Consider the nutrition needed and the kind of soil you have. Blueberries can be hard to grow in some areas of the country owing to their need for very acidic soil, and many root vegetables end up being stunted in thick clay soils. Many seed companies and even the packets usually list soil requirements.
Have fun with it! When you’re just getting started it can be nice to try something that would be interesting even if it’s not really practical. Grow some peas and let the vines grow over a tunnel trellis for a lovely spring tunnel full of flowers. Grow strawberries and enjoy the fresh taste of the few ripe ones you’ll get in the initial year of growth. Gardening requires dedication and a willingness to work even in adverse conditions, so get some enjoyment out of it!
Rambo Moe has written several excellent articles about creating needed compost, and you’ll want to check those out as part of your planning as well. Chemical fertilizers are an option particularly when you’re just starting out, but it is usually better to have a composting system in place so that you’re already setup for sustainable fertilizing in the event of a disaster.
Here are a few tools you may not have thought of:
- Thick gloves. Even if your garden plants don’t have thorns, rest assured many weeds do. I have had to pull weeds covered in the biggest, ugliest thorns that penetrated most of my cheap work gloves painfully easily. Save your hands and buy the proper gloves, you will never regret it.
- Scissors or shears. Some plants can have their fruit harvested by a simple tug or twist, but many will be damaged by such harsh treatment. Shears will get a lot of use in a garden both for killing weeds and pruning plants. Try to get a quality pair with a comfortable grip, since you may be using it for hours at a time come harvest.
- Buckets and baskets. For every hour with a shovel or a hoe I easily spent 3 filling buckets. You will fill buckets with compost for individual holes, you will fill buckets with weeds that get thrown in the compost heap, you will fill buckets will fruits and veggies during harvest…the list goes on and on. Plastic 5 gallon buckets were cheap and worked well for me, but if you prefer the look and feel of wooden baskets feel free to use those as well.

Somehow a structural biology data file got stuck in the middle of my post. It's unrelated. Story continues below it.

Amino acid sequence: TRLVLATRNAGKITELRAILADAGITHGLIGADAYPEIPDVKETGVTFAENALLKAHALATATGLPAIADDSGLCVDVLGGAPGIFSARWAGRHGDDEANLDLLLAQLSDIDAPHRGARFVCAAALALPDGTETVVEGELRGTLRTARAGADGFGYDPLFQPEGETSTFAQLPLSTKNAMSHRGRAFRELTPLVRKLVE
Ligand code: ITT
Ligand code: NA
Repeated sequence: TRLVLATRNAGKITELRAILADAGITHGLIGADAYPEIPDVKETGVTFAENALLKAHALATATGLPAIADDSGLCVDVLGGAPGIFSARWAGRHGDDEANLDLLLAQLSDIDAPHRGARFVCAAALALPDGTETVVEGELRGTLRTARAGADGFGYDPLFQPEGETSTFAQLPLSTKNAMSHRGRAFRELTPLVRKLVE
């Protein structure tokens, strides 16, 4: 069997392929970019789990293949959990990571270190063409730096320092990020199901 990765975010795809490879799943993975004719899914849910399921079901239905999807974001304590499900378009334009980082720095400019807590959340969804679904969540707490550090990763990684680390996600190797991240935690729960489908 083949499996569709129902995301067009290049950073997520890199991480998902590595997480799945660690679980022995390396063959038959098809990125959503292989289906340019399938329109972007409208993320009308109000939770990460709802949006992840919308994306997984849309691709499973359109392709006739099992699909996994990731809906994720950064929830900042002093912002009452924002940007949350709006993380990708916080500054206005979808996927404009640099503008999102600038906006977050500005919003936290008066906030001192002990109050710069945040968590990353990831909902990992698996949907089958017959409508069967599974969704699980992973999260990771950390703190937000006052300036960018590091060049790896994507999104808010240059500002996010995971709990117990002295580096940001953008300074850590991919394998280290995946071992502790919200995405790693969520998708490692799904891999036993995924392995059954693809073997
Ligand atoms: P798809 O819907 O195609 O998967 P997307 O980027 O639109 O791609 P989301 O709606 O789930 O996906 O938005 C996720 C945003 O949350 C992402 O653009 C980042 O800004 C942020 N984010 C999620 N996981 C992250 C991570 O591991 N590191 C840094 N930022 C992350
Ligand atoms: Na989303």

- A spraying wand or nozzle. These guys go on the ends of hoses, and they make it possible to water even delicate plants without drowning them in water. In most cases a light spray will be much more helpful to a plant than a powerful jet of water so buy a nozzle or spraying wand that offers several “softer” settings as well as jets and squirts.
- A rubber mallet. This may vary depending on your soil content, but whenever you’re driving in stakes for a trellis or some other supporting structure you will probably want a mallet on hand to sink it properly into the ground.
- A flamethrower. Sadly, not the same one that would have been used during WWII or Vietnam, but nevertheless it is a contraption that is used to put weeds to the torch. Although you must exercise extreme caution when using one owing to the risk of fire garden-variety flamethrowers are perfectly acceptable tools for eliminating particularly persistent weeds that pulling and hoeing just can’t kill. Just don’t go and light a bunch of dry brush on fire in the middle of summer, alright?
The next chapter will cover some initial steps for getting your garden ready, as well as some tips on initial plantings. Until then, happy gardening!
Getting the Garden Ready for Planting
We discussed getting your plan together before you started your first survival garden. Let’s take a take a look at the first steps to actually preparing your garden for use.
Before a Seed Touches The Soil: Making Everything Perfect for Growth
The time to add major soil amendments and build structures is ideally before there are plants growing all over the place. I would recommend waiting until soil conditions are right for your very first seeds (usually cool weather plants like snap peas, radishes, lettuce greens, carrots, beets etc.) which typically means that the threat of snow is minimal and the soil is no longer frozen solid. Then, mark out the beds with stakes and start digging up the soil. As recommended in part 1, a rototiller can make this process much easier for you, though I have also dug beds by hand with a shovel when necessary. Digging beds properly requires some extra work, but it is worth it to improve plant yields.
Digging Proper Beds
Double digging with a shovel and garden fork will greatly improve the nutritional content of your soil.
Either rototill or dig out your bed to a depth of 12 inches. Using a shovel, remove the soil and place it in a wheelbarrow.
Loosen the soil at the bottom of the bed again with a shovel or rototiller, but do not remove the soil this time.